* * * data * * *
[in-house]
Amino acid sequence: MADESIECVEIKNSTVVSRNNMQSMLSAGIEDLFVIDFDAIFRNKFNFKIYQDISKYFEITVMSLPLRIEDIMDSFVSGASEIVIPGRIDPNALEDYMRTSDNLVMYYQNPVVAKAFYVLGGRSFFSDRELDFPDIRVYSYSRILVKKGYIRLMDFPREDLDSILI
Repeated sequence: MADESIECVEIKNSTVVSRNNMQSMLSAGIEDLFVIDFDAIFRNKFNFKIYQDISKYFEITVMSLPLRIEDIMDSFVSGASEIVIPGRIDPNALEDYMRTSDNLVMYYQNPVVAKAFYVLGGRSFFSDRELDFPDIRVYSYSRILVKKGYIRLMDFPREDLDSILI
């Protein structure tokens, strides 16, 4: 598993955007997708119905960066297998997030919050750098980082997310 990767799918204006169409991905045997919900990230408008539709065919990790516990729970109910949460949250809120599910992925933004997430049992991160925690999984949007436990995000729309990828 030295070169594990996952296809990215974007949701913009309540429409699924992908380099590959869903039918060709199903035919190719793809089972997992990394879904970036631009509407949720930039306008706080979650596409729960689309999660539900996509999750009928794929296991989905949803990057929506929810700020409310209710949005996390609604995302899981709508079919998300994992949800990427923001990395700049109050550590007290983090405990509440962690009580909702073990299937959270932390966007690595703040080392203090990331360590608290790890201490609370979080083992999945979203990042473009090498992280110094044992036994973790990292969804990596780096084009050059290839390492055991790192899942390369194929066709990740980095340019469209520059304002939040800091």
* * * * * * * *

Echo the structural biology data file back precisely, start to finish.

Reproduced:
[in-house]
Amino acid sequence: MADESIECVEIKNSTVVSRNNMQSMLSAGIEDLFVIDFDAIFRNKFNFKIYQDISKYFEITVMSLPLRIEDIMDSFVSGASEIVIPGRIDPNALEDYMRTSDNLVMYYQNPVVAKAFYVLGGRSFFSDRELDFPDIRVYSYSRILVKKGYIRLMDFPREDLDSILI
Repeated sequence: MADESIECVEIKNSTVVSRNNMQSMLSAGIEDLFVIDFDAIFRNKFNFKIYQDISKYFEITVMSLPLRIEDIMDSFVSGASEIVIPGRIDPNALEDYMRTSDNLVMYYQNPVVAKAFYVLGGRSFFSDRELDFPDIRVYSYSRILVKKGYIRLMDFPREDLDSILI
């Protein structure tokens, strides 16, 4: 598993955007997708119905960066297998997030919050750098980082997310 990767799918204006169409991905045997919900990230408008539709065919990790516990729970109910949460949250809120599910992925933004997430049992991160925690999984949007436990995000729309990828 030295070169594990996952296809990215974007949701913009309540429409699924992908380099590959869903039918060709199903035919190719793809089972997992990394879904970036631009509407949720930039306008706080979650596409729960689309999660539900996509999750009928794929296991989905949803990057929506929810700020409310209710949005996390609604995302899981709508079919998300994992949800990427923001990395700049109050550590007290983090405990509440962690009580909702073990299937959270932390966007690595703040080392203090990331360590608290790890201490609370979080083992999945979203990042473009090498992280110094044992036994973790990292969804990596780096084009050059290839390492055991790192899942390369194929066709990740980095340019469209520059304002939040800091």